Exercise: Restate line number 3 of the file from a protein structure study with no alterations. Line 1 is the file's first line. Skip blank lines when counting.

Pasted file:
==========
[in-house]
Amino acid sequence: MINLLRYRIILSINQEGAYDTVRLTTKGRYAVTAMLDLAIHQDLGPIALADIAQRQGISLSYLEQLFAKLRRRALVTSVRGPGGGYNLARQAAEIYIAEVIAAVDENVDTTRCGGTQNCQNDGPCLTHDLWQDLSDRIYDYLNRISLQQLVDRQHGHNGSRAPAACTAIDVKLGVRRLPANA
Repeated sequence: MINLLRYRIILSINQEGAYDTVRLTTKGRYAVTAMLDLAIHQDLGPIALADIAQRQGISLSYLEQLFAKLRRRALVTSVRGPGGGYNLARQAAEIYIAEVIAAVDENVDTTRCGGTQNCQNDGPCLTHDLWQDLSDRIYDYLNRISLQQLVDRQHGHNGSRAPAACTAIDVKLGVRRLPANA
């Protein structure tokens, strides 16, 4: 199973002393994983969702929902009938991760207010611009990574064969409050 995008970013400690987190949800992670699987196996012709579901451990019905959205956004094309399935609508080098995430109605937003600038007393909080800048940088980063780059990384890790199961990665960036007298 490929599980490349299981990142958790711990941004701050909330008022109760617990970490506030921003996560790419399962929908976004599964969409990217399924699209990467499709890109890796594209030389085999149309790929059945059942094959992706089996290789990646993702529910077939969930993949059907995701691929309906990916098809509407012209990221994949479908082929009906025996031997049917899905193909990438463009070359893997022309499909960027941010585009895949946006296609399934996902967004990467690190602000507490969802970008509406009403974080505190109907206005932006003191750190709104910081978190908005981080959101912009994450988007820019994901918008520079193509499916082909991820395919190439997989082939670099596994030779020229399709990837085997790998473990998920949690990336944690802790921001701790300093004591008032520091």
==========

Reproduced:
Repeated sequence: MINLLRYRIILSINQEGAYDTVRLTTKGRYAVTAMLDLAIHQDLGPIALADIAQRQGISLSYLEQLFAKLRRRALVTSVRGPGGGYNLARQAAEIYIAEVIAAVDENVDTTRCGGTQNCQNDGPCLTHDLWQDLSDRIYDYLNRISLQQLVDRQHGHNGSRAPAACTAIDVKLGVRRLPANA